Carl Eastwood, a director at Nicholas Percival, offers property advice

PUBLISHED: 10:57 02 September 2014 | UPDATED: 10:57 02 September 2014





Carl Eastwood is a director of Nicholas Percival Limited, an independent property practice established in 1986 and located just on the edge of Colchester. The company has an impressive breadth of diversity covering a wide range of property matters including residential sales, lettings and property management, commercial agency and management, advising on development land and acquisitions and also structural surveys and professional valuations. Carl has been an estate agent for more than 20 years and specialises in sales of everything from townhouses to cottages as well as country houses across the Essex and Suffolk borders.

Get Two Steps Ahead on the Property Ladder

The property market is sailing through slightly unchartered waters at the moment. On the one hand, prices are rising, the economy is on the up and the sentiment towards property is at its best for the last seven years. However, salaries are not keeping pace with inflation, lenders are making it more difficult to borrow and are asking for larger deposits and the costs of buying a house are at an all-time high.

Given the circumstances it would be prudent for potential buyers to take a longer term view with regard to property ownership, rather than a quick way to make a profit. Due to the excessive costs of moving, it is worth thinking longer term and trying to buy a rung or two above where you initially planned to be on the property ladder. This doesn’t necessarily mean overstretching your budget, but rather thinking laterally. If you can afford to buy a slightly larger house than you need – do it. This particularly applies to those planning to have a family; it is much easier to make such a large investment before having extra mouths to feed. Look at all opportunities. Anything that can be renovated or preferably extended, thus adding value, is a sensible way to keep ahead of the game. Even if you don’t need the extra space initially, you can phase the extension work as required. Adding to the size of the property is a fundamental way of increasing its value.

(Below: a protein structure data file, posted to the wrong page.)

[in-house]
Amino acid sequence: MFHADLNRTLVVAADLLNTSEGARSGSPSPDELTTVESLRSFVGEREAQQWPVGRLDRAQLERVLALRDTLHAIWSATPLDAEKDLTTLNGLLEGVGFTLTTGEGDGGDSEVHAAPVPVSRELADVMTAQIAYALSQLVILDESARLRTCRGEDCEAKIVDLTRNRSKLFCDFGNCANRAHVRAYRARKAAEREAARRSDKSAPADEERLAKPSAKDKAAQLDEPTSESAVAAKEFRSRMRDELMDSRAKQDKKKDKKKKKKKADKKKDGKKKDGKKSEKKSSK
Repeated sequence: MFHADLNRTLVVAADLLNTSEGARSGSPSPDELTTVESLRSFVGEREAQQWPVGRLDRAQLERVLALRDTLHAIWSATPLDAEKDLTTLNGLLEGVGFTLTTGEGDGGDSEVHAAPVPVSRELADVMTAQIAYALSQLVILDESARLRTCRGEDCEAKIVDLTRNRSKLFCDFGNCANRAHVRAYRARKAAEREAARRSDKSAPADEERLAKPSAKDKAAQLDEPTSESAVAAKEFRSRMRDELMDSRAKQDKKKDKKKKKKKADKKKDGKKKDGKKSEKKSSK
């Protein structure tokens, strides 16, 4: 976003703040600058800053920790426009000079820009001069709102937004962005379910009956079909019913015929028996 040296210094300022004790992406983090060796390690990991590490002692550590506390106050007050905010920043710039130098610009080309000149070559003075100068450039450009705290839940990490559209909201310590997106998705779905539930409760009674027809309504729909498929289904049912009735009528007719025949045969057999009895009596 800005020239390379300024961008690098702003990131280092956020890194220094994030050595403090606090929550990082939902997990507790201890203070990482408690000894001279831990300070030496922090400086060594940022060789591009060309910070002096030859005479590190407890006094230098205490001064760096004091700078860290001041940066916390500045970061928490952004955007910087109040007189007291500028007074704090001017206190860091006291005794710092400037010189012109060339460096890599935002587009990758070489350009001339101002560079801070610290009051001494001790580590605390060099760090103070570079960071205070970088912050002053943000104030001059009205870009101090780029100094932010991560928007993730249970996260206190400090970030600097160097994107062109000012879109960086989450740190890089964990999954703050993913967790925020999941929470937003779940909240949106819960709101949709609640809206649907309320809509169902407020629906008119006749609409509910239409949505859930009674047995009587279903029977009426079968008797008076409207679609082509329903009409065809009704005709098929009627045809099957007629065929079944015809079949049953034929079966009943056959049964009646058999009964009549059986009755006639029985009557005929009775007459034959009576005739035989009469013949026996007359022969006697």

n Look at the potential of a property. Is there room to extend, have neighbouring properties added an extension? If they have, this is a good indicator that you will be able to do the same.

n Make sure that you have access to the funds to carry out the extension and improvement work. Ensure the budget is adequate to cover the works and do allow a contingency fund for any unforeseen works. It is extremely rare to come out on budget when extending properties.

n Think ahead. Most people do set out some sort of strategy when it comes to getting onto the property market. If you can reduce the number of moves you can make over your lifetime, the considerable savings that can be made can be used to pay off more of your mortgage.


n Assume that you can automatically obtain planning consent to extend. Some properties may have already been extended and have had their permitted developments rights removed. Check with the Local Planning Authority and if necessary speak to a good planning consultant.

n Be careful about investing too much money in unnecessary frills and luxury items. These may be very appealing to you but they won’t necessarily be to a future buyer and you may risk over-capitalising on the value of the property in relation to your investment.

Picture This

Pound House and 1 Crepping Hall Cottages are prime examples of properties that have the opportunity to renovate and extend, and are situated in stunning rural locations overlooking farmland in the Colne Valley. Both properties attracted an enormous amount of interest and were sold within 10 days of coming onto the market. For more information please contact Carl or a member of the team at Nicholas Percival on 01206 563222

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